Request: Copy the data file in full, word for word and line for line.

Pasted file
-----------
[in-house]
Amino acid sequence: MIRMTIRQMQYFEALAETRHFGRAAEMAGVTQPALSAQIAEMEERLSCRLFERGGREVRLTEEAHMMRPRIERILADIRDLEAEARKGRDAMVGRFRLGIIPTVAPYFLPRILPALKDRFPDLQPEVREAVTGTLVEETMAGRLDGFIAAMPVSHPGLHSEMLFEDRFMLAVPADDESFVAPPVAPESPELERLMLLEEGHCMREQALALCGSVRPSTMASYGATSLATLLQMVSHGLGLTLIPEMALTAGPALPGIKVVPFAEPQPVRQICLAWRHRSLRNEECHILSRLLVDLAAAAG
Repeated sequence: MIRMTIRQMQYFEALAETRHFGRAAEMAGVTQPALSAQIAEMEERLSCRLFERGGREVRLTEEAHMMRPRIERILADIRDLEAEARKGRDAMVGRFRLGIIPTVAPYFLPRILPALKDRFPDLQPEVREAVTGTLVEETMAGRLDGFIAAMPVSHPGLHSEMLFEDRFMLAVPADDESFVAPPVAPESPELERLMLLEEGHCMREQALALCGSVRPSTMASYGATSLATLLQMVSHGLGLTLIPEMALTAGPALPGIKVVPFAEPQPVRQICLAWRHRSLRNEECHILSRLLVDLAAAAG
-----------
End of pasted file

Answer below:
[in-house]
Amino acid sequence: MIRMTIRQMQYFEALAETRHFGRAAEMAGVTQPALSAQIAEMEERLSCRLFERGGREVRLTEEAHMMRPRIERILADIRDLEAEARKGRDAMVGRFRLGIIPTVAPYFLPRILPALKDRFPDLQPEVREAVTGTLVEETMAGRLDGFIAAMPVSHPGLHSEMLFEDRFMLAVPADDESFVAPPVAPESPELERLMLLEEGHCMREQALALCGSVRPSTMASYGATSLATLLQMVSHGLGLTLIPEMALTAGPALPGIKVVPFAEPQPVRQICLAWRHRSLRNEECHILSRLLVDLAAAAG
Repeated sequence: MIRMTIRQMQYFEALAETRHFGRAAEMAGVTQPALSAQIAEMEERLSCRLFERGGREVRLTEEAHMMRPRIERILADIRDLEAEARKGRDAMVGRFRLGIIPTVAPYFLPRILPALKDRFPDLQPEVREAVTGTLVEETMAGRLDGFIAAMPVSHPGLHSEMLFEDRFMLAVPADDESFVAPPVAPESPELERLMLLEEGHCMREQALALCGSVRPSTMASYGATSLATLLQMVSHGLGLTLIPEMALTAGPALPGIKVVPFAEPQPVRQICLAWRHRSLRNEECHILSRLLVDLAAAAG